balance board training

Balance Cushion

Balance cushions also come in all sizes, colors, and materials. These are wonderful training tools because they’re low to the ground in case you fall. Some balance cushions arc tex­tured and can help you from slipping off—great for begin­ners. Standard cushion is about 13 1/2” diameter x 3” high.

Balance cushions

Stability Ball

Popular today in all fitness settings, the stability ball (also called a Swiss ball) is ideal for perform­ing exercises that you can also do on the floor or a bench. The stability ball offers a dynamic environment in which you need to control the body. This challenges the core through all the micro adjustments your body has to make to stay on top of the ball while doing the exercises.

When used in an exercise a stability ball creates an unstable base position, which necessitates greater activation of the body’s natural postural stabilizers during the completion of the exercise. While this helps to make an exercise more function­al, the overuse of stability balls and their application to con­trived exercises has met with criticism.

Stability balls come in two popular sizes: 55 centimeters and 65 centimeters. To make sure whether a ball is the correct size for your height, sit on top of the ball with your feet on the floor and your knees bent. If your knees are higher than your hips in this seated position, the ball is too small for you. Your knees should extend from the hips—not higher or lower than. Adjusting the size of the ball is easy to do. If you have a 65-centimeter ball and it is too big, simply let some air out of it. High-quality balls are burst resistant, meaning that they will not pop like a balloon if they are pierced, but the air will slowly come out them.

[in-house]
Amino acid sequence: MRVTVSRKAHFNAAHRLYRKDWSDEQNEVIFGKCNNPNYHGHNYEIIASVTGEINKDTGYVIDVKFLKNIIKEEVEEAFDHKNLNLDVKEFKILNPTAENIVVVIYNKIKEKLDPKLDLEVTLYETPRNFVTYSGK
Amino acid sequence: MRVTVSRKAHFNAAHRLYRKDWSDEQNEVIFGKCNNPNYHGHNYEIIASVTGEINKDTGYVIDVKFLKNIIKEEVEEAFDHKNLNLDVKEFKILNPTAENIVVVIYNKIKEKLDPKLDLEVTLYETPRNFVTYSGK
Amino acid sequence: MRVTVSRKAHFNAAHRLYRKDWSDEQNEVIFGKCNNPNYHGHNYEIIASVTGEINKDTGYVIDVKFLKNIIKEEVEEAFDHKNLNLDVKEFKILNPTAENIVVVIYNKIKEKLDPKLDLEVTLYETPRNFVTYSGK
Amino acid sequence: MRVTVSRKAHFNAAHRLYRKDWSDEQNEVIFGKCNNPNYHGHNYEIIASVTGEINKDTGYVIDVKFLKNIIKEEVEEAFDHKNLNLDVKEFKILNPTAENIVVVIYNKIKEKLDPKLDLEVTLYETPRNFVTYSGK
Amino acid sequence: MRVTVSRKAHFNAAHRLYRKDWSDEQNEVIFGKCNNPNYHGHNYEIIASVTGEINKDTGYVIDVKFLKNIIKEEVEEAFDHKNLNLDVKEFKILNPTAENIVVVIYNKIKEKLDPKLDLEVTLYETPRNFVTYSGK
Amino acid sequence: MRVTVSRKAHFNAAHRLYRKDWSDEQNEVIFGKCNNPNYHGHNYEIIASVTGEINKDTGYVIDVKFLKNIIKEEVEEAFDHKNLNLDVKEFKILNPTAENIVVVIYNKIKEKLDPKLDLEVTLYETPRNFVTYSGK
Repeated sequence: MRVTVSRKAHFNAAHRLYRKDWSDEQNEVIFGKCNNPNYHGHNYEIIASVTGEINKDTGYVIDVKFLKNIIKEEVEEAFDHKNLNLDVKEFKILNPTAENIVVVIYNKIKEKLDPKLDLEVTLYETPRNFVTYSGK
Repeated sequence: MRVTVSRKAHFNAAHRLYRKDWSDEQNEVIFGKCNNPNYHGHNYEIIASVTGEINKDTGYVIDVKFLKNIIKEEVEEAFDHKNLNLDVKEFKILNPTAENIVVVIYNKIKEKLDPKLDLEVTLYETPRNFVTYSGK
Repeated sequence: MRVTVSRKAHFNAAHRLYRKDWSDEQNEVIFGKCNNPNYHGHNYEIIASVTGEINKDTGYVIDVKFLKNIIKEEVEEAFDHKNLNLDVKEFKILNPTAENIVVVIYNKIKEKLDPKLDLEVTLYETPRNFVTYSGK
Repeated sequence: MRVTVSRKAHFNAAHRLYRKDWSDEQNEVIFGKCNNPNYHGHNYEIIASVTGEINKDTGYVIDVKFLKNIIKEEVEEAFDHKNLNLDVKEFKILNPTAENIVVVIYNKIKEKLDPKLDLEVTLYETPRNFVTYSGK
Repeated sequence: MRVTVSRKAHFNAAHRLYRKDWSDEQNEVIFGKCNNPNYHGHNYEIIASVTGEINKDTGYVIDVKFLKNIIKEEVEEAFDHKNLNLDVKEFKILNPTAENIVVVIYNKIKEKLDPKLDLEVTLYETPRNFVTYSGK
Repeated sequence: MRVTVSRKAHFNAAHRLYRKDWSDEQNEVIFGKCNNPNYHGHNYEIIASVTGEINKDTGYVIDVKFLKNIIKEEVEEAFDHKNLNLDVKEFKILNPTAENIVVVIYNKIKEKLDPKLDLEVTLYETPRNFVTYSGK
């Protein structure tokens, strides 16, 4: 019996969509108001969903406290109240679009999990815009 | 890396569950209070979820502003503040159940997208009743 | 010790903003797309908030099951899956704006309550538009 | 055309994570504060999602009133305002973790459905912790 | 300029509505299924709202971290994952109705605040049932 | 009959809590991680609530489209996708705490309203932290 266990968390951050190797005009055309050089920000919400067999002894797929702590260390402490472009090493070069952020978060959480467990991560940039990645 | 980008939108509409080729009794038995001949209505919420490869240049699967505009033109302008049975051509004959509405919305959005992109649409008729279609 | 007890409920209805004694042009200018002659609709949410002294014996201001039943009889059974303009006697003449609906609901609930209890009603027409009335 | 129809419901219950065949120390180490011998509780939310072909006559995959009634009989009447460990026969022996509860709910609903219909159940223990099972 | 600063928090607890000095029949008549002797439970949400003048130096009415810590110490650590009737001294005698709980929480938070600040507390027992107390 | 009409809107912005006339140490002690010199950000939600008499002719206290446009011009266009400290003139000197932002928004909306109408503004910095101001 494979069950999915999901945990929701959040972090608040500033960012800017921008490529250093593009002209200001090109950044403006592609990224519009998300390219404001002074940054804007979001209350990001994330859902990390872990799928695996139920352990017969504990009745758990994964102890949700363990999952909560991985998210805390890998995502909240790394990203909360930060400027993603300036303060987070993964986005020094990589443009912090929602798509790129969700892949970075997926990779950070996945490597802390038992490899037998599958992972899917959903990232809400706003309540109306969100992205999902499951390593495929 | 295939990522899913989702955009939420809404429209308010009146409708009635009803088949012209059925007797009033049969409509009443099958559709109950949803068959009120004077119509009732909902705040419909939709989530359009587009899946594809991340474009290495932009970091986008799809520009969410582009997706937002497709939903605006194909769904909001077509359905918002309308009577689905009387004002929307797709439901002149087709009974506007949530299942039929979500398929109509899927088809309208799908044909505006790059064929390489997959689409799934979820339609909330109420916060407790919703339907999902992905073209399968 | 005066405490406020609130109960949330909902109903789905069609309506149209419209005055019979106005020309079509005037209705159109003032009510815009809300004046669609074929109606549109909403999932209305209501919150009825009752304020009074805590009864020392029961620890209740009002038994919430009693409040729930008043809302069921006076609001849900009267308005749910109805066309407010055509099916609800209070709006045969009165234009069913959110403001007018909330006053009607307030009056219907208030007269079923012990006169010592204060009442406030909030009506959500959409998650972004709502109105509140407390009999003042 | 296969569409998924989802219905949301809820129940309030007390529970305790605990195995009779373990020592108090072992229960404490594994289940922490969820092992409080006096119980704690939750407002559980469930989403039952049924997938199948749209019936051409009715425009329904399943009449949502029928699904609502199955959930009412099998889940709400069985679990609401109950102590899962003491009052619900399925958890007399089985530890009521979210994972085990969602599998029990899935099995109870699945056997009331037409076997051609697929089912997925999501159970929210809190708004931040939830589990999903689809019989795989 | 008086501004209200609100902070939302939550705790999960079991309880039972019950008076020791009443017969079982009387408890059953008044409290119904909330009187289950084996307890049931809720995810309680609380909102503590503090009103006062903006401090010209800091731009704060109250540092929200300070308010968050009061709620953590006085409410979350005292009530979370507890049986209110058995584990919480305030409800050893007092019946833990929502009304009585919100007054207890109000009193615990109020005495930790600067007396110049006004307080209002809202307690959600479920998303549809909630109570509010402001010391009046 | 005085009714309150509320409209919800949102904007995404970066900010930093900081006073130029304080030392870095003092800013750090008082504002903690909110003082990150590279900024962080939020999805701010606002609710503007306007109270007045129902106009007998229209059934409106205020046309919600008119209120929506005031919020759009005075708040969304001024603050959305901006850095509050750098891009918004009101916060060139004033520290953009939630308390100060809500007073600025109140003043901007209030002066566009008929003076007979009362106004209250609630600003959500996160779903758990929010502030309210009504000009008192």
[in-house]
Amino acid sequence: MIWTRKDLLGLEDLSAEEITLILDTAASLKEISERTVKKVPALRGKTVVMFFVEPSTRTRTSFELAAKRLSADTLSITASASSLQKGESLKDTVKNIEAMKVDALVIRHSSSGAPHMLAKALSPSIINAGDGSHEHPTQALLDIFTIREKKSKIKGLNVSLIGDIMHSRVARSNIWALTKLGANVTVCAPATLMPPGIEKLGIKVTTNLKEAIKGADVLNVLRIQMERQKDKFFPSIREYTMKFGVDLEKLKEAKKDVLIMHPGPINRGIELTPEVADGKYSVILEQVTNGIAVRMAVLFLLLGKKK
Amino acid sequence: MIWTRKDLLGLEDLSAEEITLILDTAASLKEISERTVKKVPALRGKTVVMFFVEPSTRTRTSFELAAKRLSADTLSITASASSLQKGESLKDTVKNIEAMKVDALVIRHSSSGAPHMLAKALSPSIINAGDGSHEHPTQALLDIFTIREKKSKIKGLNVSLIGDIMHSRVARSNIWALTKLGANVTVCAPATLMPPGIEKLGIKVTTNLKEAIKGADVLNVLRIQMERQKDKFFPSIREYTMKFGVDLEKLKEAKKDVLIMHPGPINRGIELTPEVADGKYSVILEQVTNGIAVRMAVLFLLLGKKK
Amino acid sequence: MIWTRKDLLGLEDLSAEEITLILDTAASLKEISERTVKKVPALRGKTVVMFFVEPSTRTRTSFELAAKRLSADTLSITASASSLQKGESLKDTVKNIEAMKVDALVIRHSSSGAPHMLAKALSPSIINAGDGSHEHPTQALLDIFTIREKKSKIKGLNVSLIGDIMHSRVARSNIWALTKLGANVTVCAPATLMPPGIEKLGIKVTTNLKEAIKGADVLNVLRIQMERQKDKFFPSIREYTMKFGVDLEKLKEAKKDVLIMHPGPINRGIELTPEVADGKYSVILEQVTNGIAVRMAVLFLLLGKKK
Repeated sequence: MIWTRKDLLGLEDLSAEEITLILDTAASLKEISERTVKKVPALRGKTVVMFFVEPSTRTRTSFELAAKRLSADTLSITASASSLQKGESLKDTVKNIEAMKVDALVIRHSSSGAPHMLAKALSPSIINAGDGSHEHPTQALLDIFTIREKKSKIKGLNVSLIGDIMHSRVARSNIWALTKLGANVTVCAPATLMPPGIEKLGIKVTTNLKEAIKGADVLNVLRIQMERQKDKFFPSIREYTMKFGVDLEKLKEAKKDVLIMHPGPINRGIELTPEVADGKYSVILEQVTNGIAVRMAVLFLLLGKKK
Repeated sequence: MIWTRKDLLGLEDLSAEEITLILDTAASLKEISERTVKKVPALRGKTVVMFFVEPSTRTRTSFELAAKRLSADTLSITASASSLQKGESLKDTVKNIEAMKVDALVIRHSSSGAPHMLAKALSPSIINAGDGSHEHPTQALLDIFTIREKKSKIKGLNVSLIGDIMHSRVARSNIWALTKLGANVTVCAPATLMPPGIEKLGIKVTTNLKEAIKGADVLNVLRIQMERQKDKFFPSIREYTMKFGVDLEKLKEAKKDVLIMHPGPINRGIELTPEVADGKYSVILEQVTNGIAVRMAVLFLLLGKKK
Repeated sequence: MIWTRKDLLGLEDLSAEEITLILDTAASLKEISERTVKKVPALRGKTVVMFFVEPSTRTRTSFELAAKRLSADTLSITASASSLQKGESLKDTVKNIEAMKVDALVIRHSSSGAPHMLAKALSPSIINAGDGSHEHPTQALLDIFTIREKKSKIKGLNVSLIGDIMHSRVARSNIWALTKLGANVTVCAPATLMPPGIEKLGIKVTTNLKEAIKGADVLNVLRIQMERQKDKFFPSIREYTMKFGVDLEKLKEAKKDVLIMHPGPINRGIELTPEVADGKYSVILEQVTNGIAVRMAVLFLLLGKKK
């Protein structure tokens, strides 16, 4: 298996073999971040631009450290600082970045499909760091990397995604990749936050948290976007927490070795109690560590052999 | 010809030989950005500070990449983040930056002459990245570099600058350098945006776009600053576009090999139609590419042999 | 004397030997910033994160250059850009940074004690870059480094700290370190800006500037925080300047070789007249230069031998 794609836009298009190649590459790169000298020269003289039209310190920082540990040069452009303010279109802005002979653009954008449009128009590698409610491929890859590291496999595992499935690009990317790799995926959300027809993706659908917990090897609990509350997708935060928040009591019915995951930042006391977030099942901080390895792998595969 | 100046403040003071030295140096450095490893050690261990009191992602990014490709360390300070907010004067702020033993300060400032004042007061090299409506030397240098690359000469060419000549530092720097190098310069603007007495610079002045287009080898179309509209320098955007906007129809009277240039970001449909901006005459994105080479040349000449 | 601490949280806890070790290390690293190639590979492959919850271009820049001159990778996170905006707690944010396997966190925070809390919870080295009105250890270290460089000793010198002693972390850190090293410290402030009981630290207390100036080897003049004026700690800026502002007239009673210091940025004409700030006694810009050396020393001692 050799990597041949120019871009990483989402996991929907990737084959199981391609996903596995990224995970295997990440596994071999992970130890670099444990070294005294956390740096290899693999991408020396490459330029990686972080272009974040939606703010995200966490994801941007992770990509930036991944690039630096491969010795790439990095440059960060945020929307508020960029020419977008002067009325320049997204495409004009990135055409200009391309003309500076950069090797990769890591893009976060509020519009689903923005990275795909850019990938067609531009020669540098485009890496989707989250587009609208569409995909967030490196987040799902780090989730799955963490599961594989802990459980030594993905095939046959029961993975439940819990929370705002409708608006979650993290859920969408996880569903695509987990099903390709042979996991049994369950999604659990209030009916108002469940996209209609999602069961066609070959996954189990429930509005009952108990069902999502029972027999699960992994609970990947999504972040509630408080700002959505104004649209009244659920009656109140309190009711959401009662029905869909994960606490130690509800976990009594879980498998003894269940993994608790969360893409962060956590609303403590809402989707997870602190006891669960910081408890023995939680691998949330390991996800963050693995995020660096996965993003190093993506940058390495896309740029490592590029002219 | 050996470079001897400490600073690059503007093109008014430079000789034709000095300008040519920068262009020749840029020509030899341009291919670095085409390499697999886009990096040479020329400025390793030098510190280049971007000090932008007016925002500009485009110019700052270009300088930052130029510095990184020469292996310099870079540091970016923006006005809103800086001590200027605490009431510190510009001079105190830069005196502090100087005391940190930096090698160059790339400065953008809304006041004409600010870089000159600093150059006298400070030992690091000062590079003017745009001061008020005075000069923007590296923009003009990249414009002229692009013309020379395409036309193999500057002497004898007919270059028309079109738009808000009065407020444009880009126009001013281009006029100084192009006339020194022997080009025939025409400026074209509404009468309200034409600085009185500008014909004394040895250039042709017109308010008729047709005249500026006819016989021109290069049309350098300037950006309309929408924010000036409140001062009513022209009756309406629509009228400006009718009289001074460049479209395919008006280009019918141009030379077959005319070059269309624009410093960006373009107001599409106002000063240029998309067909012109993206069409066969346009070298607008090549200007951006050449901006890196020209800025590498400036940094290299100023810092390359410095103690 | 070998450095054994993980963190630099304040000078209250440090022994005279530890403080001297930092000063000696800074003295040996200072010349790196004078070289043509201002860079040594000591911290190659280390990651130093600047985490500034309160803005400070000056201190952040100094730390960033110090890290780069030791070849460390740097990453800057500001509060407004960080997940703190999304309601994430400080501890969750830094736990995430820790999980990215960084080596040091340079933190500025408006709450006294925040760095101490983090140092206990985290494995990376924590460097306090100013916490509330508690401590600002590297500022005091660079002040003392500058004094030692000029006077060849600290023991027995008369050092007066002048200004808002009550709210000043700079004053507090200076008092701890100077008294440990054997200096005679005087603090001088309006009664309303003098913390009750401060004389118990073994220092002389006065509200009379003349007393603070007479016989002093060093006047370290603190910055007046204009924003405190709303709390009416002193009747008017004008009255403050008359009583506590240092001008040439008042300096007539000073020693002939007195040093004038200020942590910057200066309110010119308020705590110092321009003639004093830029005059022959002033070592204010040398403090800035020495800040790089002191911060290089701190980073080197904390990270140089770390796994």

Swiss ball or stability ball

Foam Roller

A foam roller is appropriate for many training and conditioning exercises for developing core strength and stability. Foam rollers also assist with stretching, self-massage, postural alignment, and balance exercises. Most foam rollers in the fitness setting are about 3 feet (91 cm) long and about 12 inches (30.5 cm) in diameter. Some rollers are very soft, and others are more firm; firmer ones are best for self-massage.

best foam rollers

TRX Suspension Trainer

Additionally, you can use TRX Suspension Trainer to develop balance by challenging stability, mobility, and strength.

TRX Suspension Trainer

Benefits of Using Balance Training Equipment?

  • Improved coordination
  • Reduced risk of injury
  • Stronger joints
  • Improved strength
  • Increased enjoyment of workouts

Closing Thoughts

Balance training is often linked to stability training. It involves doing exercises that strengthen the muscles that help keep you upright, including your legs and core. You’ll work your body in a position or a series of positions that occur during movement, while co-contractions of the muscles on either side of the joints help maintain that specific position. In other words, muscles on both sides of your joint assist in stabilization. In real life, your body needs a variety of muscles to keep you steady on your feet and to help move you as well. For that purpose you will use different balance training equipment such as: BOSU, balance board, balance cushion, stability ball, foam roller, and TRX Suspension Trainer.